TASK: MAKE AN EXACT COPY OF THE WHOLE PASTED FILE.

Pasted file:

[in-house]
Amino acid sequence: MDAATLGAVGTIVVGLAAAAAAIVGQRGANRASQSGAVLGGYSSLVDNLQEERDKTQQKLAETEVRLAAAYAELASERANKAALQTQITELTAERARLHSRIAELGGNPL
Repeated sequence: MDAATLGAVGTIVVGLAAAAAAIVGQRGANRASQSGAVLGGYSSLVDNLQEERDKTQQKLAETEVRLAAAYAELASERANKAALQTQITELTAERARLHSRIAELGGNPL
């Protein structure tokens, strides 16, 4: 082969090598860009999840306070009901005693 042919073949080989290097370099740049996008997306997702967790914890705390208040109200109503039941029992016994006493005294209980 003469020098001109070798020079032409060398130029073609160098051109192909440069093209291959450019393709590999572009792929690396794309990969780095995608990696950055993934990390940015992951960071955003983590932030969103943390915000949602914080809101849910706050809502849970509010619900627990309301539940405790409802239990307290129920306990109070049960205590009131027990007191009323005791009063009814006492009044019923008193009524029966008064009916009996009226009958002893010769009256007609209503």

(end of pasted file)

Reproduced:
[in-house]
Amino acid sequence: MDAATLGAVGTIVVGLAAAAAAIVGQRGANRASQSGAVLGGYSSLVDNLQEERDKTQQKLAETEVRLAAAYAELASERANKAALQTQITELTAERARLHSRIAELGGNPL
Repeated sequence: MDAATLGAVGTIVVGLAAAAAAIVGQRGANRASQSGAVLGGYSSLVDNLQEERDKTQQKLAETEVRLAAAYAELASERANKAALQTQITELTAERARLHSRIAELGGNPL
């Protein structure tokens, strides 16, 4: 082969090598860009999840306070009901005693 042919073949080989290097370099740049996008997306997702967790914890705390208040109200109503039941029992016994006493005294209980 003469020098001109070798020079032409060398130029073609160098051109192909440069093209291959450019393709590999572009792929690396794309990969780095995608990696950055993934990390940015992951960071955003983590932030969103943390915000949602914080809101849910706050809502849970509010619900627990309301539940405790409802239990307290129920306990109070049960205590009131027990007191009323005791009063009814006492009044019923008193009524029966008064009916009996009226009958002893010769009256007609209503």